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This problem is the same as number of ways to partition n into exactly m parts.

The recurrence given in Wikipedia has

p(n,k) = the number of partitions of n using only natural numbers ≥ k

How to find no of partitions of n which has exactly k non-zero parts? Is there a recurrence relation to solve this?

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    $\begingroup$ Here and here are relevant entries in the Online Encyclopedia of Integer Sequences. Recurrence relations included. $\endgroup$
    – Peter Shor
    Aug 4, 2013 at 14:25
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    $\begingroup$ This question has nothing to do with computer science and belongs in math.stackexchange. $\endgroup$ Aug 4, 2013 at 22:00
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    $\begingroup$ @Yuval: ... where it will be closed as a duplicate. $\endgroup$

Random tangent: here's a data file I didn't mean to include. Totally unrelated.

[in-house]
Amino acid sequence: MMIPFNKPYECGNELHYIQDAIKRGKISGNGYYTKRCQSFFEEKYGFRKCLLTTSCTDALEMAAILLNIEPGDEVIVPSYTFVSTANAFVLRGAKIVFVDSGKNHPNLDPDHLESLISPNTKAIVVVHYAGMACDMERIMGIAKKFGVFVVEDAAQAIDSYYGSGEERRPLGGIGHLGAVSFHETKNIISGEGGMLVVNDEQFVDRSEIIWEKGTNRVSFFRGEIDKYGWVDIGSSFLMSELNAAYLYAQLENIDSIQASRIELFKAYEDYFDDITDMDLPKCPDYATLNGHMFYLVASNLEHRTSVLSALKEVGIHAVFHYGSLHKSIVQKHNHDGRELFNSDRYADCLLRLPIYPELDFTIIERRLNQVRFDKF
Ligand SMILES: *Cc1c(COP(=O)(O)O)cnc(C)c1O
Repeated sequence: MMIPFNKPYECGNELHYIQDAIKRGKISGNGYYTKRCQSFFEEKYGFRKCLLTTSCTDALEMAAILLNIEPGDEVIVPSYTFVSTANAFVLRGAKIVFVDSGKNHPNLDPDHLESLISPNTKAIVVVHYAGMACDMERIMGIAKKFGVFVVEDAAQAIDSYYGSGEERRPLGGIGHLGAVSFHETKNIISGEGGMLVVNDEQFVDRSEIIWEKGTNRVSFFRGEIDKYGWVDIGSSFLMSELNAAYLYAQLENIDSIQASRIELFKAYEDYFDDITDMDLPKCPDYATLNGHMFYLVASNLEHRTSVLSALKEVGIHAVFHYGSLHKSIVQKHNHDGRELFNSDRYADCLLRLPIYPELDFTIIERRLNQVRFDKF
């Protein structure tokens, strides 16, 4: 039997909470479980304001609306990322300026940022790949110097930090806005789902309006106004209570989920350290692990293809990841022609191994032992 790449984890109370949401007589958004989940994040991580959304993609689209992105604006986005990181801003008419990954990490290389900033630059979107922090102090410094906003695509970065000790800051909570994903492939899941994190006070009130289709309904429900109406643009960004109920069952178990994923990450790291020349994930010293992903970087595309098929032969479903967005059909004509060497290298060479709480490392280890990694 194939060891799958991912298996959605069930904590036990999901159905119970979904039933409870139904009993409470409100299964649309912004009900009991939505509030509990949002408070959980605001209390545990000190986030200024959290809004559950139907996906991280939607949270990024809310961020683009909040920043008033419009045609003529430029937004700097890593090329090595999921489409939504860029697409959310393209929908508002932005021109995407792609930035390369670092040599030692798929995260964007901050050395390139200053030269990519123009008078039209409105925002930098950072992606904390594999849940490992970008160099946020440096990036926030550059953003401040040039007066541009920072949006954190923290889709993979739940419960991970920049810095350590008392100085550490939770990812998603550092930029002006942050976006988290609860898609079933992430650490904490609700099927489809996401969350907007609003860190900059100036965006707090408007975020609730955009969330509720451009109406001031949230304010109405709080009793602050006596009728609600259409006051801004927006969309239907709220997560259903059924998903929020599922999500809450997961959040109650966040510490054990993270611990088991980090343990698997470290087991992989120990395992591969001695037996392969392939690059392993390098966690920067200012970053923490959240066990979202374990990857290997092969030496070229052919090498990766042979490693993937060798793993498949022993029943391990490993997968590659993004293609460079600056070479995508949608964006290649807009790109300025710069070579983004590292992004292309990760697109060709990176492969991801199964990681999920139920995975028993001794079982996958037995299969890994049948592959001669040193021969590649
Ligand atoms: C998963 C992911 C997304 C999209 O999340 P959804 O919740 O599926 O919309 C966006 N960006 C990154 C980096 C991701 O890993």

– Peter Shor
    Aug 4, 2013 at 22:50
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    $\begingroup$ @YuvalFilmus Combinatorics are regularly used in algorithm analysis. If we close this one as offtopic, we'd have to close all the asymptotics questions around by the same token. $\endgroup$
    – Raphael
    Aug 11, 2013 at 11:53
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    $\begingroup$ These comments should be on Computer Science Meta not here. $\endgroup$
    – Kaveh
    Aug 12, 2013 at 23:48

1 Answer 1

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The number of partitions of $n$ with exactly $k$ parts is the coefficient of $x^n y^k$ in the generating series $$ \prod_{l=1}^\infty \frac{1}{1-x^ly}. $$ Asymptotically, this is probably $\Theta_k(n^{k-1})$ (i.e. the constant depends on $k$).

The number of partitions of $n$ in which each part is at least $k$ is $$ \prod_{l=k}^\infty \frac{1}{1-x^l}. $$ Asymptotically, my guess is that it's $\Theta_k(p(n))$, where $p(n)$ is the number of all partitions of $n$.

We can write a recurrence relation for $p(n,k)$: $p(0,k) = 1$ and for $n > 0$, $$ p(n,k) = \sum_{t \leq \lfloor n/k \rfloor} p(n-kt,k+1). $$

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